Oh, one last thing. The Centrify agent gets installed on every box that needs to check username/passwords. So if you have five boxes, you put it on each of them.
Last edited by chilinski; 02-13-2013 at 12:36 PM.
Reason: added info
It's been one of those days. I re-read the original post just now to discover for the first time that the OP was talking about Samba. I didn't get that the first time I read the post. Which changes my thoughts.
I have users who need access to Windows machines and Samba machines as shares, and some of those same users need to be able to SSH to a Unix box for other purposes. My predecessors determined that there should be an LDAP server on the UNIX side and AD on Windows, so every time a new user was created, he/she had to be added to Solaris' LDAP and Windows AD. I started looking at Centrify so I could very easily do away with the LDAP, which is rather cumbersome to manage on Solaris (I think it's cumbersome, but that's just my opinion). Centrify also has a build of Samba, but I couldn't get it to install on Solaris 10 and I didn't want to spend more time with it because our Samba works fine checking AD with "security=domain" and "password server = name_of_password_server."
well samba 4 has a builtin ldap server, but outside of that I don't *think* there is a need to use a linux ldap server to achieve that. AD has a fully functional LDAP interface to the directory, which is surprisingly flexible. Whilst I'd never advocate installing AD in the first instance, once it's there, port 389 is open.... so why not work with it...?
griffey, I completely understand your frustration. I maintain many Linux distributions RHEL5/6. Ubuntu, and Fedroa and trying to get samba/winbind to work well on all of them was a nightmare. I started my current job with relatively working configs but there were many issues. I eventually got ok working configs but hosts would randomly disconnect from the realm, or UID-SID mapping would stop working...plus the permission issues that would arise.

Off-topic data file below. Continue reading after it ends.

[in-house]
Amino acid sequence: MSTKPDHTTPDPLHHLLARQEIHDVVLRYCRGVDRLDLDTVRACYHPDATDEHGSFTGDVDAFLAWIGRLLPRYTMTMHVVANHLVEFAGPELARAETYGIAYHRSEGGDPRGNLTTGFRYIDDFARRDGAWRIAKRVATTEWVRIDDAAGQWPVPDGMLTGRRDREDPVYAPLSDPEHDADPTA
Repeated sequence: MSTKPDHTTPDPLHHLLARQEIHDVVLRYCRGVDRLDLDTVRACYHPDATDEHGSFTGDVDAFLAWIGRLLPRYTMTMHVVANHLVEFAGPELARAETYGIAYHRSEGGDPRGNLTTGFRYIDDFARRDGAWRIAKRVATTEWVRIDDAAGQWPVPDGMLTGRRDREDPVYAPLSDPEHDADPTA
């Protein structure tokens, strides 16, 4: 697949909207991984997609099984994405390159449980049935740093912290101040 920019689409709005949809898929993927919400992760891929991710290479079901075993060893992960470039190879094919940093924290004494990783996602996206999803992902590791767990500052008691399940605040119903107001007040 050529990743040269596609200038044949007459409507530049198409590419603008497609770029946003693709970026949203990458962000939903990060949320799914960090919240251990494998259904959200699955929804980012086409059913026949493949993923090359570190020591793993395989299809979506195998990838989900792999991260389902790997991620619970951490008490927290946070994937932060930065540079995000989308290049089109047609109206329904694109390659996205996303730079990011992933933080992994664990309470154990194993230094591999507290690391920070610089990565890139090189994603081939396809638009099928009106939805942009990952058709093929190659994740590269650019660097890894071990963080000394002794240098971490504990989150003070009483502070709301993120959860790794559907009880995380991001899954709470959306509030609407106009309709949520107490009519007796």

I then discovered Power Broker Identity Service (formerly Likewise) and words are not enough to describe how much better it works. They have a free open-source edition (what we use), but the Enterprise version comes with a lot of nice propitiatory tools. It's just a simple BASH script to install, and both a CLI or GUI method to join the domain. Plus integrating Windows AD groups is simple, for example, I have the option RequireMembershipof AD_GROUP for all the servers I maintain so not just anybody in the domain can login. No more local user or groups to mess with
The best part is you can add AD groups to the sudoers file to delegate sudo access and just add users to that AD group. ie, LinuxAdmins
Meh, just use ldap. No need for any closed source gubbins like Powerbroker. Total overkill.
Adding a free Microsoft AD schema extension on AD gives you everything you need, no need to install *ANYTHING* extra on the Linux side.
In Windows Server 2008 R2 you need to install the feature "Subsystem for UNIX-based applications".
Secondly, under Roles > Active Directory Domain Services you need to install "Identity Management for Unix".
Once these are installed each user will have have some extra unix attributes
The ldap mapping for /etc/ldap.conf is as follows:
# RFC 2307 (AD) mappings
nss_map_objectclass posixAccount user
nss_map_objectclass shadowAccount user
nss_map_attribute uid sAMAccountName
nss_map_attribute homeDirectory unixHomeDirectory
nss_map_attribute shadowLastChange pwdLastSet
nss_map_objectclass posixGroup group
nss_map_attribute uniqueMember member
Once this is set up, all these sexy features that you say powerbroker gives you are just plain there implicitly, an AD group is just now a bog standard group, so of course you dan use it in sudeors, in *exactly* the same way as any other group on the local box. No additional config files full of obscure settings, just standard OS config.
Last edited by acid_kewpie; 02-15-2013 at 02:31 AM.
True, but for use Sys Admins that don't have total AD access and cannot just add the UNIX schema PBIS is a godsend. It's nice having a solution that (in most cases) just works and there is a dedicated team of paid employees behind it.
PBIS is really easy to use...yes it totally takes over the PAM directory but it's mostly just adding the lsass.so module and their documentation is well made.